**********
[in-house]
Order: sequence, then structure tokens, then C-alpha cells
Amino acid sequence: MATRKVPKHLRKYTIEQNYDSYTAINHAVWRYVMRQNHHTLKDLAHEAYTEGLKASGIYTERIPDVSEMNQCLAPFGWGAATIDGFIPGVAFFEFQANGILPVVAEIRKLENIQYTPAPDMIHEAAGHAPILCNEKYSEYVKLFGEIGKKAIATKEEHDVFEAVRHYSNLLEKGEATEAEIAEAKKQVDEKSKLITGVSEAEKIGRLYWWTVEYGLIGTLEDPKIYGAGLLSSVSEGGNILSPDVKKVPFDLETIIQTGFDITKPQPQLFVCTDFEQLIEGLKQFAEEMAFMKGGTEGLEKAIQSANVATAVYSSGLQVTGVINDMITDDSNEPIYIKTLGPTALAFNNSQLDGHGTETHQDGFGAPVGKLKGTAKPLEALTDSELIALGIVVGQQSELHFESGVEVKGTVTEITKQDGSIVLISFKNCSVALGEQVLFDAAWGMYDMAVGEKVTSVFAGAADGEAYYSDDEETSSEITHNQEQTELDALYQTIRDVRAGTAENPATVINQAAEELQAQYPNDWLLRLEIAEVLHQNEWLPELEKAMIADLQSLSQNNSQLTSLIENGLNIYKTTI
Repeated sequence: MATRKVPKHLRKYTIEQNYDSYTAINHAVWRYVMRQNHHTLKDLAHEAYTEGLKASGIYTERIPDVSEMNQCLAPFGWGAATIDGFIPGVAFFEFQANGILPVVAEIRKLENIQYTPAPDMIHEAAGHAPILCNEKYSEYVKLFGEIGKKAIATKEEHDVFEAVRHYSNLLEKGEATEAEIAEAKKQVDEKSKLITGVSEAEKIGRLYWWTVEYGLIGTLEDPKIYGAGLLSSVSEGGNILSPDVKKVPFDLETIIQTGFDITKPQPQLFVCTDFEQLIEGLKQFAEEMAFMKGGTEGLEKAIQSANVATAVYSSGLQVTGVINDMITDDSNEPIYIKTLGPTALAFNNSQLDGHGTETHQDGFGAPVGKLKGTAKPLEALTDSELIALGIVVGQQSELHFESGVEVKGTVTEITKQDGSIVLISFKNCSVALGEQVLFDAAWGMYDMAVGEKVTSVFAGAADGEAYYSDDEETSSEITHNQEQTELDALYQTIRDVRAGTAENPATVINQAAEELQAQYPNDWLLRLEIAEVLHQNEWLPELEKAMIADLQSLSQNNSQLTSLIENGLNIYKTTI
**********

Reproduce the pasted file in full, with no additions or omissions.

[in-house]
Order: sequence, then structure tokens, then C-alpha cells
Amino acid sequence: MATRKVPKHLRKYTIEQNYDSYTAINHAVWRYVMRQNHHTLKDLAHEAYTEGLKASGIYTERIPDVSEMNQCLAPFGWGAATIDGFIPGVAFFEFQANGILPVVAEIRKLENIQYTPAPDMIHEAAGHAPILCNEKYSEYVKLFGEIGKKAIATKEEHDVFEAVRHYSNLLEKGEATEAEIAEAKKQVDEKSKLITGVSEAEKIGRLYWWTVEYGLIGTLEDPKIYGAGLLSSVSEGGNILSPDVKKVPFDLETIIQTGFDITKPQPQLFVCTDFEQLIEGLKQFAEEMAFMKGGTEGLEKAIQSANVATAVYSSGLQVTGVINDMITDDSNEPIYIKTLGPTALAFNNSQLDGHGTETHQDGFGAPVGKLKGTAKPLEALTDSELIALGIVVGQQSELHFESGVEVKGTVTEITKQDGSIVLISFKNCSVALGEQVLFDAAWGMYDMAVGEKVTSVFAGAADGEAYYSDDEETSSEITHNQEQTELDALYQTIRDVRAGTAENPATVINQAAEELQAQYPNDWLLRLEIAEVLHQNEWLPELEKAMIADLQSLSQNNSQLTSLIENGLNIYKTTI
Repeated sequence: MATRKVPKHLRKYTIEQNYDSYTAINHAVWRYVMRQNHHTLKDLAHEAYTEGLKASGIYTERIPDVSEMNQCLAPFGWGAATIDGFIPGVAFFEFQANGILPVVAEIRKLENIQYTPAPDMIHEAAGHAPILCNEKYSEYVKLFGEIGKKAIATKEEHDVFEAVRHYSNLLEKGEATEAEIAEAKKQVDEKSKLITGVSEAEKIGRLYWWTVEYGLIGTLEDPKIYGAGLLSSVSEGGNILSPDVKKVPFDLETIIQTGFDITKPQPQLFVCTDFEQLIEGLKQFAEEMAFMKGGTEGLEKAIQSANVATAVYSSGLQVTGVINDMITDDSNEPIYIKTLGPTALAFNNSQLDGHGTETHQDGFGAPVGKLKGTAKPLEALTDSELIALGIVVGQQSELHFESGVEVKGTVTEITKQDGSIVLISFKNCSVALGEQVLFDAAWGMYDMAVGEKVTSVFAGAADGEAYYSDDEETSSEITHNQEQTELDALYQTIRDVRAGTAENPATVINQAAEELQAQYPNDWLLRLEIAEVLHQNEWLPELEKAMIADLQSLSQNNSQLTSLIENGLNIYKTTI